Berlin, Germany (CNN) -- Several hundred people turned out Monday at an appearance by German politician and central bank member Thilo Sarrazin to protest the release of his book, which critics have said contains anti-immigrant and racist remarks.
At a news conference to unveil the book, Sarrazin denied the claims and urged people to read his book -- called "Deutschland schafft sich ab" ("Germany Makes Itself Redundant") -- before judging him.
But Sarrazin's comments have already caused a stir in Germany, after he was quoted Sunday in the newspaper Welt am Sonntag as saying: "All Jews share a common gene," and that Muslims integrate much less into European societies than do other groups of immigrants.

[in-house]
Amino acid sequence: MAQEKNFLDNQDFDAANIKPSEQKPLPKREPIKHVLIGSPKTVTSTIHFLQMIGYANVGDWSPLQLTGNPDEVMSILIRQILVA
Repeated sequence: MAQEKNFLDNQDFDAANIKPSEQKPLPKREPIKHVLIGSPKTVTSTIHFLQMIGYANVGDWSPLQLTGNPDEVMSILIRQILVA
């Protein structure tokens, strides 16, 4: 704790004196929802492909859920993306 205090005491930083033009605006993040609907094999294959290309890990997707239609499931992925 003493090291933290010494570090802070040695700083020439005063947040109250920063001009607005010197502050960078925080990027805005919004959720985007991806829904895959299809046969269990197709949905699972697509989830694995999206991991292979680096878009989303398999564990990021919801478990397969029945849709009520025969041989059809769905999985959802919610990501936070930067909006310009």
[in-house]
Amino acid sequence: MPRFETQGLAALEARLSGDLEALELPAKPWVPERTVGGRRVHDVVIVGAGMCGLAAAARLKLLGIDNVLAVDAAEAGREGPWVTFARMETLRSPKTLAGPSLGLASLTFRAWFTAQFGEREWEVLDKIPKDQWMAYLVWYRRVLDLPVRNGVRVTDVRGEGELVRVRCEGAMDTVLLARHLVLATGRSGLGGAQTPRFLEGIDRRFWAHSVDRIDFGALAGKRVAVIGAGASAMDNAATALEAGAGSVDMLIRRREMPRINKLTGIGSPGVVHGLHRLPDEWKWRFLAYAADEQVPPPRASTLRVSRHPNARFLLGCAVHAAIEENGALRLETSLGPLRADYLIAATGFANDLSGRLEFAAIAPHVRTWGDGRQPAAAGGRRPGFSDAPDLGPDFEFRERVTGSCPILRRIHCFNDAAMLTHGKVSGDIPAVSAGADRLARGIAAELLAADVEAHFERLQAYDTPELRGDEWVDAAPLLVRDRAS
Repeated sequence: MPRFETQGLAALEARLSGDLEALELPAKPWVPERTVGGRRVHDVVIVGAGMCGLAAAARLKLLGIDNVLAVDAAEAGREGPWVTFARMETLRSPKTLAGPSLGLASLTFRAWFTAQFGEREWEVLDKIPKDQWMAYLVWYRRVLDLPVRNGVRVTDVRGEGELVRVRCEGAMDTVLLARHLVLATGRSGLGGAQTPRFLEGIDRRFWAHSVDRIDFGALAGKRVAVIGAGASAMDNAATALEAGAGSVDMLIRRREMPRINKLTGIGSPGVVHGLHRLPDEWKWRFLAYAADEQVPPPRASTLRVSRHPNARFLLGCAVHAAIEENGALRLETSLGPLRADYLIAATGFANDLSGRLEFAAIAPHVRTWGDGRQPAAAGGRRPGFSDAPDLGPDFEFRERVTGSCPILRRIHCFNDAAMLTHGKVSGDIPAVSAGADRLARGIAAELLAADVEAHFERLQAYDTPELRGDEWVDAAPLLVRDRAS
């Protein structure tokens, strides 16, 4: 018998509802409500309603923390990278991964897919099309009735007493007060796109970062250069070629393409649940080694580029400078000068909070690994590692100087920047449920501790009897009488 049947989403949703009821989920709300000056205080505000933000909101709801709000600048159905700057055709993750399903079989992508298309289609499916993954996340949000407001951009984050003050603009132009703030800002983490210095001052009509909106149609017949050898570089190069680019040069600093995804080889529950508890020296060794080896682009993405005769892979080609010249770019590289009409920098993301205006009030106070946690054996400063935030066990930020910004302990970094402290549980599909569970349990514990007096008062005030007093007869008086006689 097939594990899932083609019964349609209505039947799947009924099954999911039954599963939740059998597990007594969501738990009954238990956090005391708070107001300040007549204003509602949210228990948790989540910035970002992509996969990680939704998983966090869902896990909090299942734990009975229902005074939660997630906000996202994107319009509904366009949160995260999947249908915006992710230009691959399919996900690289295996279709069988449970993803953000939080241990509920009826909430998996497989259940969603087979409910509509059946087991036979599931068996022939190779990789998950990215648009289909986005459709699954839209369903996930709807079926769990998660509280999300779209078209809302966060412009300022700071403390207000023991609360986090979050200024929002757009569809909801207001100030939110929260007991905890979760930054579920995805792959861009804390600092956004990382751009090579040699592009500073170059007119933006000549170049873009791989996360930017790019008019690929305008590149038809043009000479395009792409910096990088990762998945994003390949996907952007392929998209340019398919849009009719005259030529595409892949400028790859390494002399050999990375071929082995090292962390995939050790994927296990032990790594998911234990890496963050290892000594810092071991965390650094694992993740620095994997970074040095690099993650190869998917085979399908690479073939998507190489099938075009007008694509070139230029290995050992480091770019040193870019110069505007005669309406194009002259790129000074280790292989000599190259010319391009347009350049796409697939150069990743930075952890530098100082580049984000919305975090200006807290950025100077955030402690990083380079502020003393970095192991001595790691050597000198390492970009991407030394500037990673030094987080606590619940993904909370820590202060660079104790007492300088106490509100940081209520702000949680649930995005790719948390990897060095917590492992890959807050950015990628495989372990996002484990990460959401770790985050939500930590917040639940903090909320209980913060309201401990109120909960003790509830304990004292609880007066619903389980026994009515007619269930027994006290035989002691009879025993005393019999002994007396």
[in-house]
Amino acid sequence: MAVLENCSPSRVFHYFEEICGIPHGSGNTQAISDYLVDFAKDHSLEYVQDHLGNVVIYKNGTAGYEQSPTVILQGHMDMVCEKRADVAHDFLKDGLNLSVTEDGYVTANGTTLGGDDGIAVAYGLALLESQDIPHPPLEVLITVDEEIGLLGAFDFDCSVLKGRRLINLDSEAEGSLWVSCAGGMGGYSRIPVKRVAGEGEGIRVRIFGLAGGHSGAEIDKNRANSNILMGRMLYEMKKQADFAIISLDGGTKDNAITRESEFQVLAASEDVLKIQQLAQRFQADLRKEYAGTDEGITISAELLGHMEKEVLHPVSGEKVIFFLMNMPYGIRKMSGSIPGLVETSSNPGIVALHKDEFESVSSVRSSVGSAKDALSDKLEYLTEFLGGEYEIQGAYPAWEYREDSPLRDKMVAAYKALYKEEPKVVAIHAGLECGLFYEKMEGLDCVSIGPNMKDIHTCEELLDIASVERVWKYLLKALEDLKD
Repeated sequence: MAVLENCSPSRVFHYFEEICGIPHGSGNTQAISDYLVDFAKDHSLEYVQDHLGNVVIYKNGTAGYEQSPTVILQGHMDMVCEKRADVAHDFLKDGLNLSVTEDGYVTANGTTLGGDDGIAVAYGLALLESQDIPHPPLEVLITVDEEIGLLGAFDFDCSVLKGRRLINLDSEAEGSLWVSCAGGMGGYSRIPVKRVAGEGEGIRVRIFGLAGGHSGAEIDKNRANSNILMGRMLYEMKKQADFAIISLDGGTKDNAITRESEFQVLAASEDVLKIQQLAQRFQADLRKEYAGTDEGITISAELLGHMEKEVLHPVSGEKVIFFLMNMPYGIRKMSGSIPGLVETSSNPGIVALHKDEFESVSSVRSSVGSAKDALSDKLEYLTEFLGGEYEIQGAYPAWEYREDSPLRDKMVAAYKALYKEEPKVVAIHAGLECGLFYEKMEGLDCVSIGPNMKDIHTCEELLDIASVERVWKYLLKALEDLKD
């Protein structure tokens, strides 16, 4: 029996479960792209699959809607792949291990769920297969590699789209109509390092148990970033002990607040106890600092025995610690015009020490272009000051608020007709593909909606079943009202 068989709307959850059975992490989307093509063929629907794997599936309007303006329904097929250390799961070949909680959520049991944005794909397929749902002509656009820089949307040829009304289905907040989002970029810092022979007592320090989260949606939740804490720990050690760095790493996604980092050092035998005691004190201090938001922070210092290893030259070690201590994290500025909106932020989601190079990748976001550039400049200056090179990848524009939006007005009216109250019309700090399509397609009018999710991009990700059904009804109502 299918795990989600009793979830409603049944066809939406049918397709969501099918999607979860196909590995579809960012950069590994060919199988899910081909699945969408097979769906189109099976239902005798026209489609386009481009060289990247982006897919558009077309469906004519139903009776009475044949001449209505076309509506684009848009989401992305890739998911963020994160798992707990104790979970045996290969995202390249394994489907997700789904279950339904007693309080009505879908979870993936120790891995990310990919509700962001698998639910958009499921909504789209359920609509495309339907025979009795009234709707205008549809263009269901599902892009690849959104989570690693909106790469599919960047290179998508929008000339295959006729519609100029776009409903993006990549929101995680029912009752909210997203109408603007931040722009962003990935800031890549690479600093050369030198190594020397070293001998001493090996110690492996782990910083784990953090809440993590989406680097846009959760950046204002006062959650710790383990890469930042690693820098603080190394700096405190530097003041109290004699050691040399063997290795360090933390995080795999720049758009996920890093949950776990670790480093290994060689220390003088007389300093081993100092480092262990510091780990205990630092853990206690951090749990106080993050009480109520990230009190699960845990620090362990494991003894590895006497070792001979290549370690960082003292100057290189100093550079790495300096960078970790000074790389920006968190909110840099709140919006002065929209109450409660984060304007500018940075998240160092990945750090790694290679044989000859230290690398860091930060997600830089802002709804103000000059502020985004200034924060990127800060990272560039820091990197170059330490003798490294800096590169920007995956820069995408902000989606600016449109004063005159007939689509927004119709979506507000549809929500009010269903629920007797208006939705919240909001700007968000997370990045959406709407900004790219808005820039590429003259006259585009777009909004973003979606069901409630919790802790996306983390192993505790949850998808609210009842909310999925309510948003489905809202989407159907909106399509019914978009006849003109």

The Bundesbank -- Germany's central bank, on whose board Sarrazin sits -- said in a news release that it distances itself from Sarrazin's "discriminating comments" but has decided to speak with him before deciding on further steps.
Meanwhile, the Social Democratic Party, of which Sarrazin is a member, announced Monday it has begun a formal process to expel him from the organization.
Before moving to the Bundesbank, Sarrazin was the finance senator in Berlin, which has a large population of Muslim immigrants, most of them from Turkey, which faces high unemployment.